Sarah Palin recently made headlines in the media for getting some facts wrong when citing a Wall Street Journal article in her most recent Facebook rant. Many people observed Palin's most recent gaffe, but that didn't stop Palin or her staffers to try and control the flow of information. John Dickerson from Slate decided to participate in the conversation on Sarah Palin's Facebook page to see the interactions from Palin's online community, but unfortunately Dickerson's attempts failed - the Palin team deleted any comment painting the former half-term governor in a negative light, no matter how factual it was.
But then I read Reddy's critique and the story Palin says undermines it. The story Palin cites to support her claim doesn't do that. In her speech, Palin said that "prices have risen significantly over the past year or so." The Journal article says prices are only "beginning" to rise. The time period of "significant" increase Palin is talking about is referred to in the first sentence of the exculpatory article as "the tamest year of food pricing in nearly two decades."This is very interesting - Palin censors comments that may destroy her image, because after all, she wouldn't want her fans to know that she knows absolutely nothing about monetary policy. What is even more alarming is not that she censored her Facebook page's comments, but that she did not even bother to change her note, meaning she does not care that she is lying.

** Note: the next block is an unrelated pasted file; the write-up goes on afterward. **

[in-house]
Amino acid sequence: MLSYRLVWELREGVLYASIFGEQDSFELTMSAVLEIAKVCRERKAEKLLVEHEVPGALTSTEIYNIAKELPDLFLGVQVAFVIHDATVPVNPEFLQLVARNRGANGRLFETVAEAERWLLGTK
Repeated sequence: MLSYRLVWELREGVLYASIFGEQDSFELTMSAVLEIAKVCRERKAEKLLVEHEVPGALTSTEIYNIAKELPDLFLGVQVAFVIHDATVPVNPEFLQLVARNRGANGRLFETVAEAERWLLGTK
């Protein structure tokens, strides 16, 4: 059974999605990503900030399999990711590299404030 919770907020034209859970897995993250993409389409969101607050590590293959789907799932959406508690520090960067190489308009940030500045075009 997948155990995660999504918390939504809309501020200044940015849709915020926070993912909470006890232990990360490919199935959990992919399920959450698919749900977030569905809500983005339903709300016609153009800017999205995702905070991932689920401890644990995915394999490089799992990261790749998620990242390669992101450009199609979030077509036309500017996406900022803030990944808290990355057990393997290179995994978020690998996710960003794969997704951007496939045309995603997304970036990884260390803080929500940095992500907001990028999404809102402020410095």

I made this point in a few sentences and posted them on Palin's Facebook page in the space allotted for readers to participate in the conversations she starts. I wanted to see if any of the other participants would respond, as they sometimes do. They didn't—because within two minutes, my post had been deleted from the steady stream of acclaim from Palin fans congratulating her for tweaking the media and urging her to run for president. It's the first time I've been kicked out of a place of worship.
Whoever administers the page for Palin had deleted me so fast I didn't even have a copy of what I'd written.